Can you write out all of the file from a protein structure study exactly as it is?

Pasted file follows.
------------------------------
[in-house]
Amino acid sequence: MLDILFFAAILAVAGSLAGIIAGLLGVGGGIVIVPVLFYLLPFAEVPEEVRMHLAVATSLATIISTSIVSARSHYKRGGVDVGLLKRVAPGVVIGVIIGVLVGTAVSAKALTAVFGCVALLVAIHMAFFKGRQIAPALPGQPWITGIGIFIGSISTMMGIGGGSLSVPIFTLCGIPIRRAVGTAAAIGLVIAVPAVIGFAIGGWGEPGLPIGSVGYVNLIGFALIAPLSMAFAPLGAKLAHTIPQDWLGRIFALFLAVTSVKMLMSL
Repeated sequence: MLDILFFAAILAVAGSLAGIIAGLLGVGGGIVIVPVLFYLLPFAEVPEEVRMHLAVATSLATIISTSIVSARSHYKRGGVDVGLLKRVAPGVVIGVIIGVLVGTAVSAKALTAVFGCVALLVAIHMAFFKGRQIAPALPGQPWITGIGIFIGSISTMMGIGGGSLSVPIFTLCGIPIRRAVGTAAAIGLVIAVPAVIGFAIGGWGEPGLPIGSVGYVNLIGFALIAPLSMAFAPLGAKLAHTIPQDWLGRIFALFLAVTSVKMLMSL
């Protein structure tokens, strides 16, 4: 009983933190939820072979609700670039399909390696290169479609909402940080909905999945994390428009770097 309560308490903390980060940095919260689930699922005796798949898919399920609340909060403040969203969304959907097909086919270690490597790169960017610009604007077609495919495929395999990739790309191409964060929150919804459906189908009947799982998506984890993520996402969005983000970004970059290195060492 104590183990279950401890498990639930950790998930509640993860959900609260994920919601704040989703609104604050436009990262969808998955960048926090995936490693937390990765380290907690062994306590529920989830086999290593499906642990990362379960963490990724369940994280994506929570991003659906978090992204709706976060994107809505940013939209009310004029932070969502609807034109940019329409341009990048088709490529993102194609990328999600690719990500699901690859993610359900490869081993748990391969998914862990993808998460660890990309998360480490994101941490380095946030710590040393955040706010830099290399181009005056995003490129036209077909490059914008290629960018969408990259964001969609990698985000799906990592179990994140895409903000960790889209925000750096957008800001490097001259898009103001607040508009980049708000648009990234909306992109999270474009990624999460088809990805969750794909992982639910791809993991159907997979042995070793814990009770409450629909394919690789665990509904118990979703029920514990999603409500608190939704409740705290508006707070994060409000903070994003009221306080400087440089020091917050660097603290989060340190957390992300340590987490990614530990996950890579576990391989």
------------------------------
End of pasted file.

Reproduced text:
[in-house]
Amino acid sequence: MLDILFFAAILAVAGSLAGIIAGLLGVGGGIVIVPVLFYLLPFAEVPEEVRMHLAVATSLATIISTSIVSARSHYKRGGVDVGLLKRVAPGVVIGVIIGVLVGTAVSAKALTAVFGCVALLVAIHMAFFKGRQIAPALPGQPWITGIGIFIGSISTMMGIGGGSLSVPIFTLCGIPIRRAVGTAAAIGLVIAVPAVIGFAIGGWGEPGLPIGSVGYVNLIGFALIAPLSMAFAPLGAKLAHTIPQDWLGRIFALFLAVTSVKMLMSL
Repeated sequence: MLDILFFAAILAVAGSLAGIIAGLLGVGGGIVIVPVLFYLLPFAEVPEEVRMHLAVATSLATIISTSIVSARSHYKRGGVDVGLLKRVAPGVVIGVIIGVLVGTAVSAKALTAVFGCVALLVAIHMAFFKGRQIAPALPGQPWITGIGIFIGSISTMMGIGGGSLSVPIFTLCGIPIRRAVGTAAAIGLVIAVPAVIGFAIGGWGEPGLPIGSVGYVNLIGFALIAPLSMAFAPLGAKLAHTIPQDWLGRIFALFLAVTSVKMLMSL
């Protein structure tokens, strides 16, 4: 009983933190939820072979609700670039399909390696290169479609909402940080909905999945994390428009770097 309560308490903390980060940095919260689930699922005796798949898919399920609340909060403040969203969304959907097909086919270690490597790169960017610009604007077609495919495929395999990739790309191409964060929150919804459906189908009947799982998506984890993520996402969005983000970004970059290195060492 104590183990279950401890498990639930950790998930509640993860959900609260994920919601704040989703609104604050436009990262969808998955960048926090995936490693937390990765380290907690062994306590529920989830086999290593499906642990990362379960963490990724369940994280994506929570991003659906978090992204709706976060994107809505940013939209009310004029932070969502609807034109940019329409341009990048088709490529993102194609990328999600690719990500699901690859993610359900490869081993748990391969998914862990993808998460660890990309998360480490994101941490380095946030710590040393955040706010830099290399181009005056995003490129036209077909490059914008290629960018969408990259964001969609990698985000799906990592179990994140895409903000960790889209925000750096957008800001490097001259898009103001607040508009980049708000648009990234909306992109999270474009990624999460088809990805969750794909992982639910791809993991159907997979042995070793814990009770409450629909394919690789665990509904118990979703029920514990999603409500608190939704409740705290508006707070994060409000903070994003009221306080400087440089020091917050660097603290989060340190957390992300340590987490990614530990996950890579576990391989």